Bookshelf Bio #1: Meet "Literary" Linda Ketner

Because you never really know someone until you know what's on their bedside table... reading wise, that is

Two percentage points.


That’s how close Linda Ketner came to ousting entrenched 1st District Congressman Henry Brown in the 2008 election. In case you didn’t know—she’s a Democrat, and a woman—and those two things alone are pretty radical in conservative Henry Brownsville, so we counted the race as a victory. Long before she stepped into the political limelight, Linda’s been moving and shaking the Charleston scene as a community activist, volunteer and philanthropist, who’s passionate about affordable housing, equitable education, women’s issues, GLBT issues…basically all the good stuff. She’s served as president of the Coastal Community Foundation, Crisis Ministries, The Mayor’s Task Force on Affordable Housing and Homelessness, and about every other board in town.


As the first subject of what will be our ongoing “Bookshelf Bio” series, we interroblogged Linda about her reading life.


So meet the indomitable Linda Ketner—smart gal, avid reader, wise leader, future SC governor and/or President of the United States.


What you’re reading now?  

The Warmth of Other Suns by Isabel Wilkerson (about the migration of Southern African Americans)


Just finished?  

Re-read The Sparrow and Children of God, by Mary Doria Russel … I very seldom re-read but these are intriguing books.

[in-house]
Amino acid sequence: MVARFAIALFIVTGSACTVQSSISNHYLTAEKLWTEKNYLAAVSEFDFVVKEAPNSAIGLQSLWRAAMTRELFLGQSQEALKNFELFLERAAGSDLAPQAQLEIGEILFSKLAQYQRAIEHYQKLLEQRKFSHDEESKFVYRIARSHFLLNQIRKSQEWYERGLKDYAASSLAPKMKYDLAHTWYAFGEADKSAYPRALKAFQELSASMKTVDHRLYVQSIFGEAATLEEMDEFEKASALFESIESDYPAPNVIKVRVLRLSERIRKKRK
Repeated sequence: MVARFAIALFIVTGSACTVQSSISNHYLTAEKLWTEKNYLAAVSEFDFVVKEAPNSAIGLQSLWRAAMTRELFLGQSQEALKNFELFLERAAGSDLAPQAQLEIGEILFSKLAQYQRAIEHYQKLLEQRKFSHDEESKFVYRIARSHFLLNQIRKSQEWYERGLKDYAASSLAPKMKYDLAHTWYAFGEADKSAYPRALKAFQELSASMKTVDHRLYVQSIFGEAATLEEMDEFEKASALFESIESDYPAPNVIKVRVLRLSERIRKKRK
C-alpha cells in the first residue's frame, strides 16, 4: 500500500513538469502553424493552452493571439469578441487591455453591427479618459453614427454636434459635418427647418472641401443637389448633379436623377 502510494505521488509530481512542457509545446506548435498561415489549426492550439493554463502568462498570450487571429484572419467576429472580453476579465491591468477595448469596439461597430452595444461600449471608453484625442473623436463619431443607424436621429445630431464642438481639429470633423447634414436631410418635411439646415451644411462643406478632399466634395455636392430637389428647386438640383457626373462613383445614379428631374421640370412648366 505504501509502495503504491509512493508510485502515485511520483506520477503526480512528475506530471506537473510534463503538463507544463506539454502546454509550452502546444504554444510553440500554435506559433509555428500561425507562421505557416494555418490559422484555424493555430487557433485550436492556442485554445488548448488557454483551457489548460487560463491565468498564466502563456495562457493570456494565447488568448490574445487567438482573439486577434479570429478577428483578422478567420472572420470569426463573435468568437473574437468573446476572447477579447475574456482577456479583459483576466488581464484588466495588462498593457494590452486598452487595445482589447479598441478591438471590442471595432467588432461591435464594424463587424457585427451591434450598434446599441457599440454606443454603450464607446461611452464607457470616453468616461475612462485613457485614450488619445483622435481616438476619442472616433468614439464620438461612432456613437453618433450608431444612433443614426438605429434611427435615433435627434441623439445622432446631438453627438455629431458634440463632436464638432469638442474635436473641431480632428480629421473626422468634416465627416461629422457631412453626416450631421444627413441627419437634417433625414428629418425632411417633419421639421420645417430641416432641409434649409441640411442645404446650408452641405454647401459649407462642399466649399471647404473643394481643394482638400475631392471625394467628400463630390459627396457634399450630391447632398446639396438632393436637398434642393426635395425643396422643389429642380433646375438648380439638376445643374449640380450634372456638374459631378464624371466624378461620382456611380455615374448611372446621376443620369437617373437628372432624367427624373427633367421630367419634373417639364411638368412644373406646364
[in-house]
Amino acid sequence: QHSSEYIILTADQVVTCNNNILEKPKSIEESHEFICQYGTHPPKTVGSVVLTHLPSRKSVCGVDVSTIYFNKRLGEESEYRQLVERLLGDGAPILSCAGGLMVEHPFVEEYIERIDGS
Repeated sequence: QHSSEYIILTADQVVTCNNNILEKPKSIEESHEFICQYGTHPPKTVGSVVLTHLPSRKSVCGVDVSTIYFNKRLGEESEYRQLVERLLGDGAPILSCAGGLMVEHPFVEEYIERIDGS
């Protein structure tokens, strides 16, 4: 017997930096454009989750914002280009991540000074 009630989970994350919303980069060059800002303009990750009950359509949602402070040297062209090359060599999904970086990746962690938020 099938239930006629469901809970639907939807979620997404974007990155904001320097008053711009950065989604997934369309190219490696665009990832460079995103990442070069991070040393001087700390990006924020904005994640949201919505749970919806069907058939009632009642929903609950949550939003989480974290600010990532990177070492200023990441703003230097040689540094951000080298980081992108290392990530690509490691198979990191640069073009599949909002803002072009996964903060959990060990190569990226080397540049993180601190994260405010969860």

Book that first made you change the way you understood things or challenged your world view?

Not first made me change my world view (because books have guided my world view since I was a child), but did change the way I understood myself and my faith, Stealing Jesus, by Bruce Bawer.

Your vote for a book that should be on required High School reading lists?

To Kill A Mockingbird, by Harper Lee.

Favorite book and/or literary scene about Charleston?

Charleston, by Alexandra Ripley. Yes! Only historical romance will do for this!

Your go-to book for a (graduation/birthday/special occasion) gift?

Prince of Tides by Pat Conroy (if they haven’t read it, which everyone should have!). If a wedding, The Art of Intimacy, by Thomas and Patrick Malone, MDs. If for graduation, Oh the Places You’ll Go, by Dr. Seuss and The Road Less Traveled, by Scott Peck. I also give: Cutting for Stone by Abraham Verghese; What is the What, by Dave Eggers; and both Winds of War and War and Remembrance by Herman Wouk. Can you tell I like to give books?


Ideal or favorite reading location?

If cold, “my” chair in the den with a fire in the fireplace; in bed every night of my life; if warm, on a lounge chair in my back yard; and, on an anchored boat in a creek off the Intracoastal Waterway.

Real old-fashioned pages or a NOOK/Kindle/iPad?

Old fashioned pages unless I’m traveling. When traveling, iPad. Also Audio Books when I’m traveling by car. If I’m going anywhere that takes more than an hour, I am listening to a book!

Section of the library where you’re mostly likely to be found? Highest overdue bill ever?

Fiction. No overdue bills! I turn them in on time because I’ve been on the waiting-anxiously-end and don’t want others to do without their literary fix!


I subscribe to:

The Economist. Charleston magazine and all her sister publications.


Writer you’d most like to take to dinner and where (in Charleston-area)?

Pat Conroy. We’d go for some steamed oysters at Bowen’s Island.


Thanks Linda!

(And you out there, feel free to send your suggestions for future Bookshelf Bio subjects.)